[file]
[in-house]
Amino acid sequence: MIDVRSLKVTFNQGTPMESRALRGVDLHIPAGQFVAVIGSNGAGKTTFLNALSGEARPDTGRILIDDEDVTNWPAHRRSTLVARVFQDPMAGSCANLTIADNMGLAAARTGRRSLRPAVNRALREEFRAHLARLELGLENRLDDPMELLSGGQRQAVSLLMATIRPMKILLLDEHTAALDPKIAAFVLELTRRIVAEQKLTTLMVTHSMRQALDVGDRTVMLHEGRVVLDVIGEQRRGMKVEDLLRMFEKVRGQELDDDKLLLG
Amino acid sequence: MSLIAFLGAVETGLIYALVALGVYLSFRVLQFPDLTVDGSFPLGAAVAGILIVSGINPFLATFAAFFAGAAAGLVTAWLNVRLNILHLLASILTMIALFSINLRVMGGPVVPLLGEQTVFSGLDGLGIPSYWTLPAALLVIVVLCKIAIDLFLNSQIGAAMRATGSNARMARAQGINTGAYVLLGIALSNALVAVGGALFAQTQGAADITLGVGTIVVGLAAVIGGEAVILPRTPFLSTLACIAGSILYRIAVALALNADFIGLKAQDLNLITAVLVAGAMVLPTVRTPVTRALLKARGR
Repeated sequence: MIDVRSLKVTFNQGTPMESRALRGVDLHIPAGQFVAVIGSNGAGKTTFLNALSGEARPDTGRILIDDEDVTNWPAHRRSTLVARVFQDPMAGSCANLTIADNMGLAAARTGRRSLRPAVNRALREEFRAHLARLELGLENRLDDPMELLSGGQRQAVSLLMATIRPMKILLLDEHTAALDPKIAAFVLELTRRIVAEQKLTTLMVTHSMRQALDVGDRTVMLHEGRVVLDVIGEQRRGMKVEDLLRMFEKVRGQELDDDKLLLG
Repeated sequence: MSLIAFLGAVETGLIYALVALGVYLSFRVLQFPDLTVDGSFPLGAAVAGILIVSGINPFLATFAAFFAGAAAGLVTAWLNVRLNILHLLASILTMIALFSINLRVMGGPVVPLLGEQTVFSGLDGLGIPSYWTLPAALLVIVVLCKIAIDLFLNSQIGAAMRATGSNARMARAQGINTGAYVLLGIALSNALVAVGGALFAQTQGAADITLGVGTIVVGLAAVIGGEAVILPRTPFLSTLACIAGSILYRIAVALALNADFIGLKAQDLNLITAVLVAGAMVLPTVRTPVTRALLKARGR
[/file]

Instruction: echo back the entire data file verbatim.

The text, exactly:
[in-house]
Amino acid sequence: MIDVRSLKVTFNQGTPMESRALRGVDLHIPAGQFVAVIGSNGAGKTTFLNALSGEARPDTGRILIDDEDVTNWPAHRRSTLVARVFQDPMAGSCANLTIADNMGLAAARTGRRSLRPAVNRALREEFRAHLARLELGLENRLDDPMELLSGGQRQAVSLLMATIRPMKILLLDEHTAALDPKIAAFVLELTRRIVAEQKLTTLMVTHSMRQALDVGDRTVMLHEGRVVLDVIGEQRRGMKVEDLLRMFEKVRGQELDDDKLLLG
Amino acid sequence: MSLIAFLGAVETGLIYALVALGVYLSFRVLQFPDLTVDGSFPLGAAVAGILIVSGINPFLATFAAFFAGAAAGLVTAWLNVRLNILHLLASILTMIALFSINLRVMGGPVVPLLGEQTVFSGLDGLGIPSYWTLPAALLVIVVLCKIAIDLFLNSQIGAAMRATGSNARMARAQGINTGAYVLLGIALSNALVAVGGALFAQTQGAADITLGVGTIVVGLAAVIGGEAVILPRTPFLSTLACIAGSILYRIAVALALNADFIGLKAQDLNLITAVLVAGAMVLPTVRTPVTRALLKARGR
Repeated sequence: MIDVRSLKVTFNQGTPMESRALRGVDLHIPAGQFVAVIGSNGAGKTTFLNALSGEARPDTGRILIDDEDVTNWPAHRRSTLVARVFQDPMAGSCANLTIADNMGLAAARTGRRSLRPAVNRALREEFRAHLARLELGLENRLDDPMELLSGGQRQAVSLLMATIRPMKILLLDEHTAALDPKIAAFVLELTRRIVAEQKLTTLMVTHSMRQALDVGDRTVMLHEGRVVLDVIGEQRRGMKVEDLLRMFEKVRGQELDDDKLLLG
Repeated sequence: MSLIAFLGAVETGLIYALVALGVYLSFRVLQFPDLTVDGSFPLGAAVAGILIVSGINPFLATFAAFFAGAAAGLVTAWLNVRLNILHLLASILTMIALFSINLRVMGGPVVPLLGEQTVFSGLDGLGIPSYWTLPAALLVIVVLCKIAIDLFLNSQIGAAMRATGSNARMARAQGINTGAYVLLGIALSNALVAVGGALFAQTQGAADITLGVGTIVVGLAAVIGGEAVILPRTPFLSTLACIAGSILYRIAVALALNADFIGLKAQDLNLITAVLVAGAMVLPTVRTPVTRALLKARGR